Jalaladdin Davani

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Jalaluddin Muhammad bin As'ad Kazeruni Siddiqi (1426–1502 in Kazerun), often referred to as Jalaluddin Davani or Allamah Davani, was a leading philosopher, theologian, jurist and poet of 15th Century Iran.[1] He spent most of his life in Kazerun and he had strong connections with the local Qara Qoyunlu, Aq Qoyunlu, Timurid and Ottoman rulers, accepting a number of important government positions from them. He wrote a number of works on theology, philosophy and law. He died shortly after the founding of the Safavid dynasty, but before Shah Isma'il I captured the province of Fars.

Life[edit]

Davani began his studies with his father, who was a student of Mir Gorgani (d.1413), but moved to Shiraz while he was still young to study theology, philosophy, logic, fiqh and usul ul-fiqh under notable scholars such as Homām-al-Dīn Golbārī, Safiuddin Iji, Muhiyudin Muhammad Kushkenari Ansari (Himself a student of Ibn Hajar al-Asqalani, who was also a student of Gorgani). Davani was often in disagreement with his contemporary and fellow philosopher-theologian, Sadruddin Dashtaki, who frequently criticized the former's views and writings.

Davani was associated with the royal courts of his time. During his youth, Yusuf, the son of the Qara Qoyunlu Sultan Jahanshah, appointed him to the post of Sadr (religious supervisor). However, he quickly resigned and began teaching at Madrasah-e Begum. He wrote his Akhlaq-e Jalali (lit. 'majestic manners'), an ethical manual modeled on Nasiruddin Tusi's Akhlaq e-Nasiri, for the Aq Qoyunlu Ozun Hasan. His Arz Nameh was written for the latter's son, Khalil. Davani later accepted the position of chief judge for the province of Fars from Sultan Ya'qub. He wrote a discussion on Ali bin Muhammad Qoushchi's commentary on the famous Tajrid ul-Kalam by Nasiruddin Tusi for both the sons of Ozun Hasan. He did oppose Sultan Ya'qub's centralization policies towards the end of the latter's life, but remained on good terms with Sultan Rostam. As well as his strong connection to Shiraz's Turkmen rulers, he was also associated with the Timurid court of Abu Sa'id, dedicated a number of books on Ishraqi philosophy to Sultan Mahmud I of Gujurat and another text to the Ottoman Sultan, Beyazid II.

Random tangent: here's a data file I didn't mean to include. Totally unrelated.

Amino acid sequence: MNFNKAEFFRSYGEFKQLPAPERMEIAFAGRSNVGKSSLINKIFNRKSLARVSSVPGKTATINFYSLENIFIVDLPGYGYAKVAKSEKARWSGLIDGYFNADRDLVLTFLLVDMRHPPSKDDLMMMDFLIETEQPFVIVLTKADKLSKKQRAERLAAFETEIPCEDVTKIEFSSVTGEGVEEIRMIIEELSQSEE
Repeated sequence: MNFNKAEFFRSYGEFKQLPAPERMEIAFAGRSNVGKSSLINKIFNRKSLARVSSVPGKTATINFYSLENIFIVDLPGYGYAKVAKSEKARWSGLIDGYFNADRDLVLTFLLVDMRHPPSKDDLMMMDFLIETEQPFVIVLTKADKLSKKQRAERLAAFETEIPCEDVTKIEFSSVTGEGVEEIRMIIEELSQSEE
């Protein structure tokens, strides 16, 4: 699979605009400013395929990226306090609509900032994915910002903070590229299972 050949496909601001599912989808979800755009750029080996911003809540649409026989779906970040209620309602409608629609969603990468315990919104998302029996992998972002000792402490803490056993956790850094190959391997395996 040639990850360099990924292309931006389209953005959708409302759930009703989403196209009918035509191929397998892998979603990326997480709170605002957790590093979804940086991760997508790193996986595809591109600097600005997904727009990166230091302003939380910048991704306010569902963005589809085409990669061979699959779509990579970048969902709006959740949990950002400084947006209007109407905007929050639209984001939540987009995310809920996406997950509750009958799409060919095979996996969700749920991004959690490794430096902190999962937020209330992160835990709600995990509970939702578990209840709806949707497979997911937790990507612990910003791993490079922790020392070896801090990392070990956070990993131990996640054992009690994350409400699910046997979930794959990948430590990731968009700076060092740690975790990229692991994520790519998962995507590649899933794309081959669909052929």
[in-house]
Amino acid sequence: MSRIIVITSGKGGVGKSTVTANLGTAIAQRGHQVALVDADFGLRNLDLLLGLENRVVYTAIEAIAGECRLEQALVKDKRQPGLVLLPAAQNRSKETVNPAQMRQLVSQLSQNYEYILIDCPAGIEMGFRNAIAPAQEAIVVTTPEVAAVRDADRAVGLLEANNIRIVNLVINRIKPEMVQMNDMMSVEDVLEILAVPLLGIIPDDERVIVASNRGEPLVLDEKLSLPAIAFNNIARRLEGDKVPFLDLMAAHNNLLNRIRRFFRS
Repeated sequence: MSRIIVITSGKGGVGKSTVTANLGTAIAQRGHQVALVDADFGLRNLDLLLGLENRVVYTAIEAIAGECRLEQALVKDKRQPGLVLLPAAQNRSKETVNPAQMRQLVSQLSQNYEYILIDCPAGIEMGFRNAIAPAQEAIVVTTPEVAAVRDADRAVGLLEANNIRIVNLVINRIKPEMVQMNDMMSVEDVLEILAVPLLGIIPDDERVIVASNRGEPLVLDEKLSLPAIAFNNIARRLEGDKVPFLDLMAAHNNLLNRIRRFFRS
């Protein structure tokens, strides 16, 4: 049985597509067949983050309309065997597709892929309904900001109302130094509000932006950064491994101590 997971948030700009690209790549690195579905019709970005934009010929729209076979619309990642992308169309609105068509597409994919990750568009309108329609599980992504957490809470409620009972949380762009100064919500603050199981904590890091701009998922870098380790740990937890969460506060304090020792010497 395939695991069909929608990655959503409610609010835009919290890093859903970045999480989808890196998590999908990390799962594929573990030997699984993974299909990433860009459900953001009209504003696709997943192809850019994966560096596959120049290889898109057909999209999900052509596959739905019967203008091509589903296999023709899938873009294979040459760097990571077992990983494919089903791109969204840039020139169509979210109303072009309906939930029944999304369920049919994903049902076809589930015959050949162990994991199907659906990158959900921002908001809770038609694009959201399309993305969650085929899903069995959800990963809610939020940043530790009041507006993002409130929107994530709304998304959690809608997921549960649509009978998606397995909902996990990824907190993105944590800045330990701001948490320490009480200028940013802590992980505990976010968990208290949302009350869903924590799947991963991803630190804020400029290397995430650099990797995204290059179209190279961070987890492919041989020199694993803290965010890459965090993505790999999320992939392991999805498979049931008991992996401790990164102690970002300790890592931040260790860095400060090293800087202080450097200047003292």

Religious affiliation[edit]

Davani's school of thought is a matter of dispute. Later authors portray Davani as a Twelver Shi'a practicing Taqiyyah during a time of political turmoil, citing a vision he had of the Twelver Imam Reza while visiting Najaf and a book of poetry praising the Twelve Imams and condemning Abu Bakr, Umar, and Uthman as evidence of this. This was likely written when the Safavid Shah Isma'il I was advancing on Fars, following his capture of Tabriz and declaration of Twelver Shi'ism as the state religion of his dynasty. However, he rejected the Shah's messianic claims and died before the latter put to death the Sunni scholars of the city for refusing to convert to the official creed. Furthermore, in his earlier works he clearly refers to the temporal Sunni rulers as the "leader of the age" (while stating that the Twelver Shi'a believe this is Muhammad bin Hasan who is in occultation) and wrote openly anti-Twelver commentaries from an Ash'arite perspective.

Works[edit]

  • Aḵlāq-e jalālī
  • Anmūḏaj al-ʿolūm
  • ʿArż-nāma
  • Resālat al-zawrāʾ
  • Šawākel al-ḥūr fī šarḥ Hayākel al-nūr
  • Šarḥ al-aqāʾed al-ʿażodīya

Notes[edit]

  1. ^ Andrew J. Newman, "DAVĀNĪ, JALĀL-AL-DĪN MOḤAMMAD " in Encyclopaedia Iranica [1]

Sources[edit]

  • DAVĀNĪ, JALĀL-AL-DĪN. Newman, A. J. Encyclopædia Iranica: www.Iranica.com (accessed 02.10.2009)
  • AḴLĀQ-E JALĀLĪ. Wickens, G. M. Encyclopædia Iranica: www.Iranica.com (accessed 02.10.2009)